A curious and enthusiastic amateur zoologist, in 1957 Severin precipitated the myth that cheetahs could reach 70 mph when he conducted a basic experiment using an upturned bicycle and some fishing line to pull along a meat-scented bag, clocking how long it took a cheetah to run 73-metre course. His results – showing cheetahs reaching speeds of 70 miles per hour - were soon accepted as scientific fact and only debunked in the 1970s.[14]

In 1955 Edward Steichen selected his picture of Colombian dancers for the section 'Dance' in the world-touring Museum of Modern Art exhibition The Family of Man that was seen by 9 million visitors.

1960s to 1970s[edit]

In the 1960s Severin portrayed Mercury astronaut Alan Shepard in the NASA Control Room and other launch activities in July 1961; documented the civil rights demonstrations with American singer Harry Belafonte addressing crowds at the Lincoln Memorial during the March on Washington, 1963;[15] and photographed couples dancing the rhumba in a club in Cuba. In 1972 he was in New Guinea to record the Asaro ‘Mud Men’ for Australia's Walkabout magazine.[4][16][17]

Publications[edit]

Publications to which Severin contributed pictures and writing, from the 1930s to the 1970s, ranged from the popular to the learned and included: LIFE, LOOK, the Foreign Service Journal, the Rotarian, Natural History:The Magazine of the American Museum of Natural History, The Pacific Spectator (published for the Pacific Coast Committee for the Humanities of the American Council of Learned Societies by Stanford University Press), Travel, Americas, National Geographic, Etnologiska Studier, The Inter-American, McLeans, The Pan American, Popular Photography, Minicam Photography, Lotería, Revista Brasileira De Geografia, Anuario De Estudios Americanos, Walkabout.

He co-authored Severin, Kurt; Sorsby, Lenore, (1944), To the South (1st ed.), Eagle Books, distributed by Duell, Sloan and PearceCS1 maint: Multiple names: authors list (link)

Severin contributed photographs to numbers of books, for example Carr, Archie (1957), The windward road : adventures of a naturalist on remote Caribbean shores, Hale.

Many of Severin's photographs are now distributed by Getty Images.

References[edit]

  1. ^ LIFE, 4 Oct 1937, Vol. 3, No. 14, ISSN 0024-3019, Published by Time Inc., p.116
  2. ^ Black Star Picture Agency: "Life's" European Connection Smith, C Zoe Journalism History; Spring 1986; 13, 1;
  3. ^ The Rotarian, Jun 1958, Vol. 92, No. 6, ISSN 0035-838X, Published by Rotary International. p18-23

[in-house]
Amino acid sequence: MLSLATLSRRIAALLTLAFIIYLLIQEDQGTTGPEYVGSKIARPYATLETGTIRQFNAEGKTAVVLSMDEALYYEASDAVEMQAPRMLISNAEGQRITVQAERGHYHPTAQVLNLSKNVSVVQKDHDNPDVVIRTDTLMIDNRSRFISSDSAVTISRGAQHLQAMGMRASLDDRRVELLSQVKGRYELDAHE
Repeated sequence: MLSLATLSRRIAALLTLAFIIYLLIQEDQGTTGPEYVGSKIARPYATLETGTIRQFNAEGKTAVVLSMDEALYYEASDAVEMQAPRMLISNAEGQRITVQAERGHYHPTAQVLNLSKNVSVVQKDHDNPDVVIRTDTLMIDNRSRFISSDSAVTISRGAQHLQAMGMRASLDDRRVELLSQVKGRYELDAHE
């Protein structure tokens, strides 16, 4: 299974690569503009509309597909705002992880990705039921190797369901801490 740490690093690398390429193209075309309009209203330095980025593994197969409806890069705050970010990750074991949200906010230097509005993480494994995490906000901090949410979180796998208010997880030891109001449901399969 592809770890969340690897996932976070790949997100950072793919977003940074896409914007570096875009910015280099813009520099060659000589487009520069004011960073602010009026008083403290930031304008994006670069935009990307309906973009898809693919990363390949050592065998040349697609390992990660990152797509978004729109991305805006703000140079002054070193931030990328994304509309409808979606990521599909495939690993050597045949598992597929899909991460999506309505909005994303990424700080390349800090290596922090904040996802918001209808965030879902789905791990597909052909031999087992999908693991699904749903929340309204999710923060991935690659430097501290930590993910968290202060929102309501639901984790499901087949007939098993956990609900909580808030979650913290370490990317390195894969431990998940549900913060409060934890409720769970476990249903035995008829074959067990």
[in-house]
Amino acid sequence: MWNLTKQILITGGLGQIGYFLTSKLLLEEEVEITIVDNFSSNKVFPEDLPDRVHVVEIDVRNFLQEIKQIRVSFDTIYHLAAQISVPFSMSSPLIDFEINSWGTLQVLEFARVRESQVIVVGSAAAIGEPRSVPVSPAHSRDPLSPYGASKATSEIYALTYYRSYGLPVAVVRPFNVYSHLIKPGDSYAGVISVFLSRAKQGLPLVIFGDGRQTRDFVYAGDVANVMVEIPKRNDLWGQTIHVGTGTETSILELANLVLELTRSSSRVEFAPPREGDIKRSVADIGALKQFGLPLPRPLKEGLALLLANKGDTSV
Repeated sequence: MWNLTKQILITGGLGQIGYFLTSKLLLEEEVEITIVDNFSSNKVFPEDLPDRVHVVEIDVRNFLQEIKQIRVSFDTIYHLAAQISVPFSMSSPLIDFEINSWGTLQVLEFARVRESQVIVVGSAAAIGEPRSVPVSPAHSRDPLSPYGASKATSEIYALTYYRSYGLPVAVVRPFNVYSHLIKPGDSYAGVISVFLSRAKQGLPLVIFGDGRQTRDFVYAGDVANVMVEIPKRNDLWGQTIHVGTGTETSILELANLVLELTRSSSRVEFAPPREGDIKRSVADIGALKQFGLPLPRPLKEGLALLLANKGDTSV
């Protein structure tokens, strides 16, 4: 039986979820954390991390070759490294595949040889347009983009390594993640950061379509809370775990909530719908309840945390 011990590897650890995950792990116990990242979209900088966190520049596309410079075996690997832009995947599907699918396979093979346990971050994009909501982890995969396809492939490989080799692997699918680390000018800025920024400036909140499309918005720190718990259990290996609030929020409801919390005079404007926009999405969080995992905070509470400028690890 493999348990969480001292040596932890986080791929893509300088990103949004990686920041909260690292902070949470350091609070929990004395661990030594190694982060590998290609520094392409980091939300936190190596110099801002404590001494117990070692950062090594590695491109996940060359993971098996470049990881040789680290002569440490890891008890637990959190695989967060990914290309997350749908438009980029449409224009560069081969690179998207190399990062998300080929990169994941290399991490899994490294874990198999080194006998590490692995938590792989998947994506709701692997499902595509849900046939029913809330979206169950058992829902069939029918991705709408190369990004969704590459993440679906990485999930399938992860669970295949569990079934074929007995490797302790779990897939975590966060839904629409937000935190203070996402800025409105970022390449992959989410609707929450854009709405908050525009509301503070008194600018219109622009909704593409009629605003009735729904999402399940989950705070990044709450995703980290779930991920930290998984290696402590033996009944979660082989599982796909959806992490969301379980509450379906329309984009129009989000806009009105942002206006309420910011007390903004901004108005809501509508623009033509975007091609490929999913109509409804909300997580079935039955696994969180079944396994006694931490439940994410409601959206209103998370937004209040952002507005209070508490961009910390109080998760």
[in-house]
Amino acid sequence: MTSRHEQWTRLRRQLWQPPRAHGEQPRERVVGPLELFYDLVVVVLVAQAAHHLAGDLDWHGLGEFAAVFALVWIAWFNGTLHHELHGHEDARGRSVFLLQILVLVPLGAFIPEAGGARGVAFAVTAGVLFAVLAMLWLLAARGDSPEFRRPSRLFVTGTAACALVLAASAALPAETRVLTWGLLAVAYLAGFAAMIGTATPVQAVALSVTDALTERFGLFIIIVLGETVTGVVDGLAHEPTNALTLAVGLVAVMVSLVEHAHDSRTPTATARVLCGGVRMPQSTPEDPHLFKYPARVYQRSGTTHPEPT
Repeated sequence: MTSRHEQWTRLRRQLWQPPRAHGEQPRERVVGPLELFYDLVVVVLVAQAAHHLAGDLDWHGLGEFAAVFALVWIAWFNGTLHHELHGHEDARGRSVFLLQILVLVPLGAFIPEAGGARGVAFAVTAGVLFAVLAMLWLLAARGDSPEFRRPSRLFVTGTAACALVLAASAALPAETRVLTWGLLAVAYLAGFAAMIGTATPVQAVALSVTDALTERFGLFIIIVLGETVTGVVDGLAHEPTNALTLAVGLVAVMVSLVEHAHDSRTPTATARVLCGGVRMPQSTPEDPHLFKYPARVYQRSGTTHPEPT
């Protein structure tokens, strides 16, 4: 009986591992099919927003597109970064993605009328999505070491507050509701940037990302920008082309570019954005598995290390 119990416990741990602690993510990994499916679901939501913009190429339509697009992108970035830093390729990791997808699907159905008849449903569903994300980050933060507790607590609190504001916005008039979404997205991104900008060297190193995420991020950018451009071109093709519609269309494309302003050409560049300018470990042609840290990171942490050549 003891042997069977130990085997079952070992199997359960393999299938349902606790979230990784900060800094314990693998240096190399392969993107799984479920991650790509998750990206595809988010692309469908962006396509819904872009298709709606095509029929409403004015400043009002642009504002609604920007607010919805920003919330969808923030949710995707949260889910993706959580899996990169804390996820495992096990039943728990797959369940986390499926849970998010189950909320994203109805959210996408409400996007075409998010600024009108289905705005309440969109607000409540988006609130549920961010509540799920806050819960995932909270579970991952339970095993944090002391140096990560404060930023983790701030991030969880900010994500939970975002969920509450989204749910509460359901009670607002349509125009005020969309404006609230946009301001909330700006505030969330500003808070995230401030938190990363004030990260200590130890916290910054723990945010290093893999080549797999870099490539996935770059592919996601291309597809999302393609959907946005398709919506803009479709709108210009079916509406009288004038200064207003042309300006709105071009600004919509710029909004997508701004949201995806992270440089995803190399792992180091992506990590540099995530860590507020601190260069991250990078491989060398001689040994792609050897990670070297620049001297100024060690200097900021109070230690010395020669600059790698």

4. ^ a b Quanchi, M. (2008). It's our turn to give orders: Walkabout's view of a nation in the making
  5. ^ Quanchi, M. (2009). The Waigani seminars and other talk-fests: looking back-and forward-in the Pacific Islands.
  6. ^ ‘At Harvard Law School the Work is Hard but the Rewards are High: The Cambridge ‘Incubator of Greatness’ has a new Dean but the same fierce scholarship’, LIFE , 1 Nov 1937, Vol. 3, No. 18 ISSN 0024-3019 Published by Time Inc.
  7. ^ Life Goes to a Party: With Cotton King Clayton Whose Daughter is a Queen, Life, 4 Oct 1937, Vol. 3, No. 14, ISSN 0024-3019, Time Inc.
  8. ^ Kurt Severin: "Eighteen Feet of Death”, True:The Man's Magazine. 1958, Fawcett Publications, Inc.
  9. ^ Kurt Severin ‘Guns in the Green Hell of the Chaco’. La revista Guns, de noviembre de 1960, Vol VI No. 11-7120
  10. ^ Coca-Chewing:Andean Indians' Pastime Keeps Them in a Permanent Slate of Intoxication REVIEW OF REVIEWS. (1934). Maclean's, 47(8), 28.
  11. ^ Prochnik, George (2014), The Impossible Exile, New York Other Press, ISBN 978-1-59051-612-6
  12. ^ Severln Kurt.: La Ceremonia de pubertad entre los indios Cunas. Lotería. Enero, 1953. Panamá.
  13. ^ Torres de Inannello, Reina Cristina. (1955). "Panamá". Anuario De Estudios Americanos, 12, 843-856.
  14. ^ Hildebrand, Milton. “Motions of the Running Cheetah and Horse.” Journal of Mammalogy, vol. 40, no. 4, 1959, pp. 481–495. JSTOR, JSTOR, www.jstor.org/stable/1376265.
  15. ^ "Harry Belafonte - The 20th Century Since 1945: Civil Rights & the New Millennium". PBS LearningMedia.
  16. ^ Kurt Severin, 'When dead spirits dance'. In Walkabout, June 1972, 24-25.
  17. ^ Quanchi, Max (2009) 'The Waigani seminars and other talk-fests : looking back - and forward - in the Pacific Islands'. In: Pacific Science Association Inter-Congress, 2–6 March 2009, Tahiti, French Polynesia.